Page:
In principle, any substance whose properties visibly change with temperature can be used to measure temperature. We could have used a material that changes color when subjected to heat. One could discern that the temperature is high when the material would radiate hues of blue and that the temperature is low when it would radiate hues of red.
Similarly, water in a narrow tube rises or falls when its temperature rises or falls. This is the working principle of every sealed, liquid-containing thermometer. However, if something as abundant and cheap as water works so well, why do we insist on snubbing it for something as extremely rare and expensive as mercury?
Mankind learned about thermodynamic temperature centuries after the first thermometer was invented. Therefore, initially, thermometers defined temperatures. The first thermometers, however, weren’t thermos or heat measurers, but thermo-scopes, devices that merely signaled whether the temperature was high or low. These devices weren’t calibrated to a standard scale; they would just make crude or vague assessments.
The invention of the first thermometer is credited to Hero of Alexandria, a curious engineer who is considered the greatest experimenter of antiquity. His device consisted of a tube filled with air whose end was submerged in a tiny bowl of water. When the thermoscope touched a hot or cold surface, the air would expand or contract, causing the air-water interface to fluctuate.
Even Galileo’s invention worked on the same principle. However, not only were these developments bereft of any scale, but they were also sensitive to the air’s pressure. The urge to develop a device that solely responded to heat led Joseph Delmedigo, a student of Galileo’s, to invent the first sealed liquid-in-glass thermometer. This was the first thermometer because it was marked with a scale. However, the liquid he sealed wasn’t water, but alcohol.
Coefficient of Expansion
Materials, when under constant pressure, expand when subjected to heat because the heat elevates the kinetic energy of its atoms, causing them to violently move and therefore separate from each other. The increase in volume is evident in solids, such as metallic railway tracks, rubber tires and fluids like water, alcohol, mercury and halogen. However, the amount of expansion per degree increase in temperature is different for every material. This material constant is called the coefficient of expansion.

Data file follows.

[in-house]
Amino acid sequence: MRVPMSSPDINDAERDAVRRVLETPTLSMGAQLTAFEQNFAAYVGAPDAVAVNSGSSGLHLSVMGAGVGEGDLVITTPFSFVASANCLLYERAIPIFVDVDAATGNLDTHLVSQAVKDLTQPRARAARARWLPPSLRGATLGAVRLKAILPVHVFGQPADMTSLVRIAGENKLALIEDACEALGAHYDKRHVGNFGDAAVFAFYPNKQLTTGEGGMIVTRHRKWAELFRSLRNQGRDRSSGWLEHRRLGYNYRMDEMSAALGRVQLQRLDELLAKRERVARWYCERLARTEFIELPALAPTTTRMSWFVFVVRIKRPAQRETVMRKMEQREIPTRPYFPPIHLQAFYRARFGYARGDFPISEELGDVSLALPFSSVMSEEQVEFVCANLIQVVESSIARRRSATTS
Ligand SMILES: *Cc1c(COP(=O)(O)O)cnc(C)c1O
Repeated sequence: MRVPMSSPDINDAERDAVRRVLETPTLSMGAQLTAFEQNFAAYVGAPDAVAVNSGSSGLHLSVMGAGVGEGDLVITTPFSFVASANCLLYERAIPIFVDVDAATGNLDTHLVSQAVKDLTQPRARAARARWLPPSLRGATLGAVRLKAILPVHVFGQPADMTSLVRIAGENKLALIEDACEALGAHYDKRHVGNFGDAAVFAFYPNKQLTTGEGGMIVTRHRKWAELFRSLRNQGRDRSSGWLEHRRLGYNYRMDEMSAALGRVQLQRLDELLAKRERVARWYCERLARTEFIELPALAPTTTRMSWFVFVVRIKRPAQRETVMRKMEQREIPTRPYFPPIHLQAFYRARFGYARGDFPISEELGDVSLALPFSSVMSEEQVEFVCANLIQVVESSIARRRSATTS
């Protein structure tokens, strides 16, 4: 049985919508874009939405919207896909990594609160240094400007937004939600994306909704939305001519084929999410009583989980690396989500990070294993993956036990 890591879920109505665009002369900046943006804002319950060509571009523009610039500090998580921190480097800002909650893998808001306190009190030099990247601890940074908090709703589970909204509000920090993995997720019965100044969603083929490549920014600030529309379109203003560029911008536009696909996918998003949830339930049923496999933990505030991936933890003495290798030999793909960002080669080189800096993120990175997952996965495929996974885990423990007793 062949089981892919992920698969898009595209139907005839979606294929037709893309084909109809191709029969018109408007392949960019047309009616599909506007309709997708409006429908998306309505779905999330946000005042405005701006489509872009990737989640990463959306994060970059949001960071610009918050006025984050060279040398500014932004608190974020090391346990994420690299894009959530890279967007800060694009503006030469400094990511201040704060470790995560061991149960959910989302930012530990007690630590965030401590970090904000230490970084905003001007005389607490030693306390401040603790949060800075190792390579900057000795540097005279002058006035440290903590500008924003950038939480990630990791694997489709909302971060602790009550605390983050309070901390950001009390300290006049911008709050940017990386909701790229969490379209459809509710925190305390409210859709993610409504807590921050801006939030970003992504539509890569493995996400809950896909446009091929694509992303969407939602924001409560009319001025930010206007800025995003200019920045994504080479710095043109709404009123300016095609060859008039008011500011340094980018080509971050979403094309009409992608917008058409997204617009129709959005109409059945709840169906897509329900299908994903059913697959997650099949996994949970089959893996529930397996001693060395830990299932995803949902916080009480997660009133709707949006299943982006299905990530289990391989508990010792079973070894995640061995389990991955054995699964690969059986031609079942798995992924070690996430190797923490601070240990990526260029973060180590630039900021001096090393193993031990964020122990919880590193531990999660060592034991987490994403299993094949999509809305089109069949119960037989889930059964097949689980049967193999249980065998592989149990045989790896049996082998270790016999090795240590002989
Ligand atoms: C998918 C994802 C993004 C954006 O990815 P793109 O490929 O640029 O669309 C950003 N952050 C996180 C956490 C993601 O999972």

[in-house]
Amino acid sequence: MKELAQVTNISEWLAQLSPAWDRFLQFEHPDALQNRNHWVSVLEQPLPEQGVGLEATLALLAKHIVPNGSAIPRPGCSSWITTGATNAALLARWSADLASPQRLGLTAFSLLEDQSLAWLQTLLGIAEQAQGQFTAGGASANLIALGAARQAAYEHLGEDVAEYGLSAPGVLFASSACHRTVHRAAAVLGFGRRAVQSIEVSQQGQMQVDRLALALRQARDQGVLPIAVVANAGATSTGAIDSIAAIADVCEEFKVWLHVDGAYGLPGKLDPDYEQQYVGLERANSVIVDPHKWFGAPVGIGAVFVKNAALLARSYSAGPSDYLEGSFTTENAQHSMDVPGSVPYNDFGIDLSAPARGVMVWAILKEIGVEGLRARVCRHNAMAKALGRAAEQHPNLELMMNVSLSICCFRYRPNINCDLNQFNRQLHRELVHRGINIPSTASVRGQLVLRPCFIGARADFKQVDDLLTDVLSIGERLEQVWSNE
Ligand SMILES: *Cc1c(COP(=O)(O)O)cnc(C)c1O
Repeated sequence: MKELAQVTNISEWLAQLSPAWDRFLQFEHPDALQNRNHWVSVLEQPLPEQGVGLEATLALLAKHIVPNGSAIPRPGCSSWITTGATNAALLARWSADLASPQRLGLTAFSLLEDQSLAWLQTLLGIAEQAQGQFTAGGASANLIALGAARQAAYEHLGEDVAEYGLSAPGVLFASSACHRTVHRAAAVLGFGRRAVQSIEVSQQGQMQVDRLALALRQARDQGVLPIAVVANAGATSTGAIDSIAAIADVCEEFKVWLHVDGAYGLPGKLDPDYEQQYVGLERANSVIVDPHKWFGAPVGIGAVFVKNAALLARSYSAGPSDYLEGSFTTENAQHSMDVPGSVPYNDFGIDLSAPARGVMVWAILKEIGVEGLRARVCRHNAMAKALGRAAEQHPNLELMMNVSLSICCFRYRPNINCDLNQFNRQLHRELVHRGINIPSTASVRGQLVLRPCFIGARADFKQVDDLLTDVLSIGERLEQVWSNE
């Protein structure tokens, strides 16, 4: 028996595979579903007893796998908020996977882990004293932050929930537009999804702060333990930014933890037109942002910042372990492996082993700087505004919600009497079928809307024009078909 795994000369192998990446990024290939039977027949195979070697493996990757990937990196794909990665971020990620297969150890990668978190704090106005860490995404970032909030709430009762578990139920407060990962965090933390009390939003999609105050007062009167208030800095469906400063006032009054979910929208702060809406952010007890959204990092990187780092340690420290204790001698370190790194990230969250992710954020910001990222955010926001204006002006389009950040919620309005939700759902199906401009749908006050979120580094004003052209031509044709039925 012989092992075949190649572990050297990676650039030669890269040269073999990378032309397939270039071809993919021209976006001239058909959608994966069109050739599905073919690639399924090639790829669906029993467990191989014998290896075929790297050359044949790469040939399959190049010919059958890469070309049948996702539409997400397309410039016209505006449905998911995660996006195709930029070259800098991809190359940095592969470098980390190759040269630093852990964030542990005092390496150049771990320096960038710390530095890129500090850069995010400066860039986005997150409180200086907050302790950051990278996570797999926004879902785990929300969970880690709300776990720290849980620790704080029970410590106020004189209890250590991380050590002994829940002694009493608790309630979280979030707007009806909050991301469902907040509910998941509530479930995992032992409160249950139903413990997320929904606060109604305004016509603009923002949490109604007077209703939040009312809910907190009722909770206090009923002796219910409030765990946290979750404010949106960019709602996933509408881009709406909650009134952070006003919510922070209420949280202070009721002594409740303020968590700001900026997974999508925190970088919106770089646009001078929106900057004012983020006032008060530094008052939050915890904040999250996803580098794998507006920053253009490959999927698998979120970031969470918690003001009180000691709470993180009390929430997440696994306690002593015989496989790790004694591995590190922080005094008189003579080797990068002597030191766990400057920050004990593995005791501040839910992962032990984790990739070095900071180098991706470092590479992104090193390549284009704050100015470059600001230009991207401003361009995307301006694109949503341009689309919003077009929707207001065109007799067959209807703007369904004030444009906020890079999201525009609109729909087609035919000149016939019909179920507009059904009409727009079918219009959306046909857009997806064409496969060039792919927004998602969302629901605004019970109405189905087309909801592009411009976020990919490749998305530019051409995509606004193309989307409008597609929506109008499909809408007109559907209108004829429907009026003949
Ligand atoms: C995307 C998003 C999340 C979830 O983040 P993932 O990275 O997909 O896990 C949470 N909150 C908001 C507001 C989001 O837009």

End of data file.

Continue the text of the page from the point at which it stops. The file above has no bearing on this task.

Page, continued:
Alcohol is favored over water for the simple reason that it boasts a higher coefficient of expansion. Even a small change in temperature causes a drastic change in its volume along the tube. However, alcohol is so sensitive that these changes cause the alcohol in the tube to behave almost turbulently. The levels constantly waver with even minor changes in temperature. This capriciousness is disconcerting, as the reading would immediately change when, say, the thermometer is removed from a pot of boiling water whose temperature we wished to measure. It would then immediately reflect the temperature of its new environment.
To avoid this unreliability, Dutch inventor Danie Fahrenheit replaced alcohol with mercury. Mercury has a higher coefficient of expansion than water, which means that changes in its volume with temperature are more noticeable. However, its value is almost six times less than that of alcohol. For perspective, the rise or fall in alcohol’s volume per degree rise in temperature would be six times greater than mercury’s volume.
This means that mercury in a sealed tube would rise at a much slower pace than alcohol, but it also means that mercury would fall equally slowly when the thermometer is removed from a pot filled with boiling water. The reading would be effectively undisturbed, making the thermometer superiorly reliable.
Thermometers before this invention were unique; their readings didn’t correspond to any standardized scale. However, Fahrenheit proposed a scale that was adopted by every manufacturer of mercury and eventually, every type of thermometer. This transition wasn’t exactly cumbersome, since almost every mercury thermometer was manufactured by Fahrenheit himself. The scale, which was slightly altered at a later date, now bears his name.
Instances When Alcohol Fares Better
Alcohol’s hypersensitivity can be compensated by its virtues. Unlike mercury, alcohol is much cheaper and not as ridiculously rare. Also, it is not toxic. A lab might be required to be sealed for hours if a mercury thermometer breaks, considering that inhaling mercury can cause health serious problems. On the other hand, alcohol poses no such threat.
What’s more, alcohol’s freezing point is an astonishing -115ᵒC compared to mercury’s -40ᵒC. This means that mercury thermometers cannot measure temperatures below -40ᵒC, a temperature not all that rare in science laboratories or a superconductor technology manufacturing industry.
However, unlike alcohol, mercury isn’t colorless, a property that forces manufacturers to add artificial dyes to alcohol to make it clearly visible. Also, while alcohol can measure shockingly low temperatures, it is unable to measure temperatures greater than just 78.37ᵒC, alcohol’s boiling point. Compare that meager boiling point to mercury’s incredible 356.7ᵒC boiling point!
While nothing can be done about mercury’s rarity, expensiveness and toxicity, one can still overcome its thermal limitations. To further increase its boiling point, mercury is often sealed with an inert gas, such as nitrogen. The inert gas increases the pressure on the liquid mercury, thereby increasing its boiling point even further.
One can also extend its freezing point by alloying it with thallium. These new mercury-thallium thermometers can now measure temperatures as low as -62ᵒC. Still, despite their small flaws, mercury thermometers are regarded to be one of the most accurate thermometers available.